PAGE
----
LEXIE AND MARIE CURIE : SAVING LIVES IN WORLD WAR IBook
"This is a fascinating and unusual book for readers in intermediate grades. 'Lexi and Marie Curie' introduces readers to the amazing story of scientist Marie Curie, whose isolation of radium, among other discoveries, led to her being awarded the Nobel Prize in both Physics and Chemistry. Shut out of much of the formal scientific academy, Marie forges her own path, one that paves the way for her daughters and for generations of girls and women whose curiosity is sparked by 'STEM' - science, technology, engineering and math. Author Marian Keen's eye for detail draws the reader into Marie Curie's life, her triumphs and disappointments. Published to coincide with the centenary of the start of the Great War, the book brings readers back to the tremendous upheaval of this terrible conflict. Readers are treated to details about the roles of animals at the front, the challenges of cooking when food is scarce, and the important contribution of women nurses in the war. The story focuses on Marie Curie's lesser known work in setting up mobile x-ray units in field hospitals that could accurately locate shrapnel, allowing field surgeons to save lives and preserve limbs. The writing is accessible and the descriptions of war are honest but age-appropriate. This book will serve as a useful reminder to both girls and boys that women have been making history in all fields of endeavor for a very long time, and that our pioneers ought not to be forgotten. 'Lexi and Marie Curie' will encourage girls, in particular, not to take "no" for an answer and to rely on their wits and ingenuity to find a solution to even the most difficult problems that life throws their way."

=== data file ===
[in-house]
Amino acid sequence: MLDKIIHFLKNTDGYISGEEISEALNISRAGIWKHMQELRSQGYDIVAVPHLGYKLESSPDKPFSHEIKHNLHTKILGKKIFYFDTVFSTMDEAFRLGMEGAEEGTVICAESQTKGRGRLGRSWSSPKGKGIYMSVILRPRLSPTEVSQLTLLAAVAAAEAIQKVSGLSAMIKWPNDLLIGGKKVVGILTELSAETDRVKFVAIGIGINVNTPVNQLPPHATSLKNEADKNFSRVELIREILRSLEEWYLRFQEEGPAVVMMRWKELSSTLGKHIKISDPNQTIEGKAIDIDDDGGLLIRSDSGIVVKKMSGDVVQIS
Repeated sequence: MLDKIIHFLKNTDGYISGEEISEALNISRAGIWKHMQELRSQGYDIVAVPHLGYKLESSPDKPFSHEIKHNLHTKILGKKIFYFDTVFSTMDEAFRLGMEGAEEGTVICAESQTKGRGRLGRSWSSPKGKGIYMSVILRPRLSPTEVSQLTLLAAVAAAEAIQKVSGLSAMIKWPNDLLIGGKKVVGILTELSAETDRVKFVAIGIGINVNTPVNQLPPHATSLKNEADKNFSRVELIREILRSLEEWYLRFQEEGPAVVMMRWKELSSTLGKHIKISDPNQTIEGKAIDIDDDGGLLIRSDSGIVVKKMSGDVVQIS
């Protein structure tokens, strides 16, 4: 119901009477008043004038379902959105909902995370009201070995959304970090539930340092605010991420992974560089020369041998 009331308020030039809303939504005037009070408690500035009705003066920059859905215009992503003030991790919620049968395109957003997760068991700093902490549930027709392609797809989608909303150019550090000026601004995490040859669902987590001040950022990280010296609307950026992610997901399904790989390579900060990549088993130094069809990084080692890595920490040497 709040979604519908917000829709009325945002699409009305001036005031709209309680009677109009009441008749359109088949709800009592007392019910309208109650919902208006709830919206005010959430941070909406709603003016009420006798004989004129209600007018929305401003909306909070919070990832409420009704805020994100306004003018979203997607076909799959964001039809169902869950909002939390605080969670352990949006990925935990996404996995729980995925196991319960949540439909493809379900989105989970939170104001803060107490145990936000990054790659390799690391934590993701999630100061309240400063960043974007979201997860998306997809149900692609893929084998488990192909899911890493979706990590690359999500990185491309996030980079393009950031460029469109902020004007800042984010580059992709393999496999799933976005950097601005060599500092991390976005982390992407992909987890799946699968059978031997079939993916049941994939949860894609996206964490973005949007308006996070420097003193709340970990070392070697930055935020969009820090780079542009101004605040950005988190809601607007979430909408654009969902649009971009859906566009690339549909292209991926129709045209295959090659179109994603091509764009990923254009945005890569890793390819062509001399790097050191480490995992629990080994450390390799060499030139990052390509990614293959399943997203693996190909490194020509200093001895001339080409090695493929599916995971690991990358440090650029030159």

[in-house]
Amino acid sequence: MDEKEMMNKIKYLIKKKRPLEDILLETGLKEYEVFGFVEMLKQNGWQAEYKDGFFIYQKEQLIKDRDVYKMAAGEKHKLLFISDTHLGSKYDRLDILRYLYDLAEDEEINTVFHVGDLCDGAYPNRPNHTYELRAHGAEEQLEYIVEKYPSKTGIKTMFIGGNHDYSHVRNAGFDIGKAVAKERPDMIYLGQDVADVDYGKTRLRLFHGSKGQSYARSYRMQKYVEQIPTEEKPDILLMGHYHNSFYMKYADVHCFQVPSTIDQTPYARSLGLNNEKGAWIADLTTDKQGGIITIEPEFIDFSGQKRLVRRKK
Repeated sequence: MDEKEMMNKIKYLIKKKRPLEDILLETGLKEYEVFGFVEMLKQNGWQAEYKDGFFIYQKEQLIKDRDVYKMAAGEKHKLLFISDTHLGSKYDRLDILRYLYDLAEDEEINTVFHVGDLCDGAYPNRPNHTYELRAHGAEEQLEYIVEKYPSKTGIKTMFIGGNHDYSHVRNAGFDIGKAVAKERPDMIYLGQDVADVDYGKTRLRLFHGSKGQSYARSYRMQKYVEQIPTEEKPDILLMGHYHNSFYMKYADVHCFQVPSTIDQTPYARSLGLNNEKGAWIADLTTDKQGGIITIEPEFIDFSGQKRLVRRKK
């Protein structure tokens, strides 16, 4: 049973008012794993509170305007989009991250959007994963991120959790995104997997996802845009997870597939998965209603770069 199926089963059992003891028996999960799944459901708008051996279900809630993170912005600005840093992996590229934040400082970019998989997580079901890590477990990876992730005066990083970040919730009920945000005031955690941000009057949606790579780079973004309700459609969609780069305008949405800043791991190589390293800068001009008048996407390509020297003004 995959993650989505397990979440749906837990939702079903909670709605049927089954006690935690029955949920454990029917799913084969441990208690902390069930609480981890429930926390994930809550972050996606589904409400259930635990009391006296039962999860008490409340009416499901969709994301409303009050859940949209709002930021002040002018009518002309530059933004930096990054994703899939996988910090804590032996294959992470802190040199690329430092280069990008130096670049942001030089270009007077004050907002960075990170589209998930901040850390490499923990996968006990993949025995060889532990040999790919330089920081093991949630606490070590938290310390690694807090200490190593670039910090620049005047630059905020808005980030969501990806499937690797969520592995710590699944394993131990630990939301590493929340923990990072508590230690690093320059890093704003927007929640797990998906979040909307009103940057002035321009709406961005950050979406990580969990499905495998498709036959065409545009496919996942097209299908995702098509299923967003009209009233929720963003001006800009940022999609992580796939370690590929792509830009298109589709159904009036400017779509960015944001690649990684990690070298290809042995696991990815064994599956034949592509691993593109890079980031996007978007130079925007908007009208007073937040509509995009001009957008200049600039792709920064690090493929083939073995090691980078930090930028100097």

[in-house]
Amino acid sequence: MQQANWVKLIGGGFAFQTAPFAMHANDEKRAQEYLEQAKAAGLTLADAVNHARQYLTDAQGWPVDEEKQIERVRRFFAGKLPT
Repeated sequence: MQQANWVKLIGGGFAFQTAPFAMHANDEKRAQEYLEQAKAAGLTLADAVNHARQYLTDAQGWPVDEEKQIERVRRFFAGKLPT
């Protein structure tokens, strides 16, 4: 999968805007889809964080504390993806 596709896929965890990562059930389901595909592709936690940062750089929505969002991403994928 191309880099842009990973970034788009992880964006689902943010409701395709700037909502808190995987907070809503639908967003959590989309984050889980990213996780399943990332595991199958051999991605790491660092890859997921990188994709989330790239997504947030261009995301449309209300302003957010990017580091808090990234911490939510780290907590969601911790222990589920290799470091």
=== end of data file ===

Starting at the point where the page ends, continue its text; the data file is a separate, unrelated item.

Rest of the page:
Janine Benedet, Associate Professor of Law and Director, Centre for Feminist Legal Studies, UBC